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Published: July 21st 2017
July 16 Sunday continuation from previous blog...
After having lunch with some of my travel members, I went back to my room to pack for tomorrow. We had to have our luggage out by midnight so they can collect it during the night, so that it will be ready to board the buses. We also had to make sure we packed an extra day of clothes in our carry-on because after we're done with Athens we are taking a ferry boat over to Italy. We will be on the ferry for almost 24 hours. It will be interesting to see what type of cabin I'll be getting for that one. After a short meeting at 3 o'clock going over the procedures for Santorini and for Monday, we had a few minutes to go up on deck and watch as we approach the Island of Santorini.
Santorini is the top destination in Greece and among the most romantic destinations in the Greek islands and also in the world. Santorini classically Thera, and officially Thira, is an island in the southern Aegean Sea, about 120 miles southeast of Greece's mainland. It is the largest island of a small, circular archipelago which bears the
same name and is the remnant of a volcanic caldera. It forms the southernmost member of the Cyclades group of islands, with a 2011 census population of 15,550. Santorini is essentially what remains after an enormous volcanic eruption some 3,600 years ago at the height of the Minoan civilization. It destroyed the earliest settlements on a formerly single island, and created the current geological caldera. Another popular theory holds that the Thera eruption is the source of the legend of Atlantis. A giant central, rectangular lagoon, which measures about 7.5 by 4.3 miles, is surrounded by 980 ft high, steep cliffs on three sides. The main island slopes downward to the Aegean Sea. Apart from the fabulous caldera villages, Santorini Greece is also famous for the romantic sunset, the volcano and the luxurious resorts. The island's principal port is Athinios. The capital, Fira, clings to the top of the cliff looking down on the lagoon. Firá, together with Oia, Imerovígli and Firostefáni located high above on a cliff, make up the so-called “Caldera’s eyebrow”, the balcony of Santorini, which offers an amazing view of the volcano.
Santorini from the distance looked like it had snow on top of its peaks.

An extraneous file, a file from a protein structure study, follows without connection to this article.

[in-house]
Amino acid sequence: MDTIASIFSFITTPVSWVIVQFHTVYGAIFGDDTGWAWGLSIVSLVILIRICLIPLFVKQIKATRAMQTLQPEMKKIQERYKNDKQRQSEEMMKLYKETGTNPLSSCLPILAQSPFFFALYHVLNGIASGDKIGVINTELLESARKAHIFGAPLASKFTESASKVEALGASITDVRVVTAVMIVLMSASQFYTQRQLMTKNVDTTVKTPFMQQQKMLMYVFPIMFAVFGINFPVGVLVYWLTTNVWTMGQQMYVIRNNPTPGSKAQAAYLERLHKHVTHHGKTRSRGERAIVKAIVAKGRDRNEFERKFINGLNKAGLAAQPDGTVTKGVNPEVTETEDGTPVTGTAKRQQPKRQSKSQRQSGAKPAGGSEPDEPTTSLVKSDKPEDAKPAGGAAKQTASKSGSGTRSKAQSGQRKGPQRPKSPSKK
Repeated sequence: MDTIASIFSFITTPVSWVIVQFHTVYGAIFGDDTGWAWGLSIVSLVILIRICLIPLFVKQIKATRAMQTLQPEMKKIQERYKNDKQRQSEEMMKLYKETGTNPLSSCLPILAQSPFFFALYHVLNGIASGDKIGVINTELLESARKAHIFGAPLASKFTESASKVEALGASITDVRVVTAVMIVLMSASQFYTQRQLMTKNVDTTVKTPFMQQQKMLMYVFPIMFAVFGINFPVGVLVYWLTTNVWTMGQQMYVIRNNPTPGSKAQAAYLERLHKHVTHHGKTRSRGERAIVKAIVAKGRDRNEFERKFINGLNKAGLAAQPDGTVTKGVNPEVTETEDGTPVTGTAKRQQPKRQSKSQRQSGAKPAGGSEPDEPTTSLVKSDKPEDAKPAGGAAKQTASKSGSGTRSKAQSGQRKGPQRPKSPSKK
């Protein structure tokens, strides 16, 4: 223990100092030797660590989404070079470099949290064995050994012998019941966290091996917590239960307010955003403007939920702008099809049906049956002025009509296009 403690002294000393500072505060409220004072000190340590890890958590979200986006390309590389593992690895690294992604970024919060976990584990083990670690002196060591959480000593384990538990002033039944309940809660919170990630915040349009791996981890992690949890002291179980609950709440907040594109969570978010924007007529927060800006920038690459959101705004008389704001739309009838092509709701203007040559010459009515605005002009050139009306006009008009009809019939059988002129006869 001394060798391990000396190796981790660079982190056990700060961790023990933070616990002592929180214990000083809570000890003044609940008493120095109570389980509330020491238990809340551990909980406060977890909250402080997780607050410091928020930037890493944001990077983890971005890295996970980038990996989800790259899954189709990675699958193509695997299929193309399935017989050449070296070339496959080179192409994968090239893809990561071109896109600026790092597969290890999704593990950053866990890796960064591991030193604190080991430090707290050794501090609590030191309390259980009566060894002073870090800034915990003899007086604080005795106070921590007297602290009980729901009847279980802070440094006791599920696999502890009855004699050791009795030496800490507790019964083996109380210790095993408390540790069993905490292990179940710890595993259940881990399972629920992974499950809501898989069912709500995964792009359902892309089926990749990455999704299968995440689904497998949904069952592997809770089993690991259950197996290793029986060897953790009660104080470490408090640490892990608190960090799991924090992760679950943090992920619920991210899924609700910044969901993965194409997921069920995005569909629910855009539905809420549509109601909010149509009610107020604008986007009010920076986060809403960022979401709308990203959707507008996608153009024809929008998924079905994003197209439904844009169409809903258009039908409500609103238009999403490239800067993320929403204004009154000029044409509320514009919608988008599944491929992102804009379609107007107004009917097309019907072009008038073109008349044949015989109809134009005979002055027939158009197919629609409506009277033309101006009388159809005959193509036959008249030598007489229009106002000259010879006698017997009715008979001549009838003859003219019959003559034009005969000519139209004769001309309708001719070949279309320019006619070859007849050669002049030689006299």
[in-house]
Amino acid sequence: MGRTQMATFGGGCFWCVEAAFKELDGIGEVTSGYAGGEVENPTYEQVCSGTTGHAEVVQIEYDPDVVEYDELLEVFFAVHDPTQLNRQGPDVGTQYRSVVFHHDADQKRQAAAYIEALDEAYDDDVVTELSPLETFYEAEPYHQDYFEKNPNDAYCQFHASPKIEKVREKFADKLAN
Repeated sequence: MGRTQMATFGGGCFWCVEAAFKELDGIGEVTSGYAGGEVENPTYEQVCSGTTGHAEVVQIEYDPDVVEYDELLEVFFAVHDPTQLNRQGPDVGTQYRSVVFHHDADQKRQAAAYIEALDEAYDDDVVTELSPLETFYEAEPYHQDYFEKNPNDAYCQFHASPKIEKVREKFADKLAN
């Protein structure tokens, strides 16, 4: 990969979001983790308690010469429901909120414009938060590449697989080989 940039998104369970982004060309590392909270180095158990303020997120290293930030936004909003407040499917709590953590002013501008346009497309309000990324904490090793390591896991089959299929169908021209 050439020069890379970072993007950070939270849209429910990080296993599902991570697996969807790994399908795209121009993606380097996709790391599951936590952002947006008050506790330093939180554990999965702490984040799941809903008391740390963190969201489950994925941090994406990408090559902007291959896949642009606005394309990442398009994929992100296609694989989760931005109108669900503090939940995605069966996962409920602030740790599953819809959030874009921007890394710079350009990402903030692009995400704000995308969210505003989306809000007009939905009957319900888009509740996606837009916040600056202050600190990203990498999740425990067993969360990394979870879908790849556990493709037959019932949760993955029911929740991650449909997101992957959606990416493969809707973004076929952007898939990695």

As we got closer to the island, the snow became whitewashed homes. In Oia, one can stroll through the marble paved alleys, to gaze at the adorably cute shops or to take pictures.
Our tour guide during the cruise, Sabrina, was able for us to get off the ship quickly. We took water taxis over to the village of Athinios on the island and boarded the bus quickly. Unfortunately we had to wait for another group that took 25 minutes to get to us. We then headed up the mountain side. If you don't like steep drop all this was not the bus right for you! At least our driver was very experienced at driving these mountains being a local person. After 35 minute drive, we finally reach the town of Oia (pronounced /ee-u/). This is the town that is famous for the Greek postcards of the blue domed churches with the Aegean Sea behind it. After getting off the bus we hiked up a little bit to get to the main town. Along the way up I took a little tumble after I tripped over a electrical plate in the road that was not leveled. Not too bad of
a tumble. We finally made it to the top where the village was and it was, of course, crowded with hundreds and hundreds of tourists. To actually see all three domes perfectly like in the postcards you have to go onto private property. So our tour guide showed us another route that would give us a better shot. We didn't get all three domes but got two of them. After that we were left on our own for two hours. I got my postcard and magnets. However I did get ripped off at one place. The store had lots and lots of postcards. I found three that I liked including a magnet. When I went to pay for them, he asked me for €8.50. I was shocked at the price for just the four items. I asked him why so much and he got belligerent. He said each postcard was €1.50 and the magnet was €5!!! He then said that the magnet was that much because it was made in the town. He then only let me purchase the postcards and wouldn't let me have the magnet! Too funny! I then went to the recommended restaurant. I went up to
the second floor to eat some french fries while I looked at the view of the Aegean Sea for about 30 minutes. I then headed back to where were supposed to meet or the buses. At the waiting area they had a couple of shops. One of the shops had the same postcards I had bought for €.80! We were then taken to the next town over, Fira, to catch the cable car ride down the mountain side. It was a bit of a hike to get to it, as with most of the towns built on the hillside. So we walked for about 30 minutes to get to the funicular/cable car company. There were 6 cars going down at a time. The ride down was less than 2 minutes. I was put in the last car with 5 others. It was neat going down the mountainside. We got to the bottom to the Old Port where the boat taxis were waiting to take us back to the ship. Cameron and Charne and I decided to go eat dinner first. The food in general has been very bland. The best parts have been the salads and the bougasta. The dinner
buffet looked bleak so I went over to the other Side of the shed to where they were having a Greek farewell dinner barbecue. They had chicken gyros so I grabbed one of them. Never had one. it was quite delicious. After dinner took a few more pictures of the lights of Santorini before heading off to bed for the night. I waited until 11 o'clock to put my luggage out to be ready for the morning pick up.
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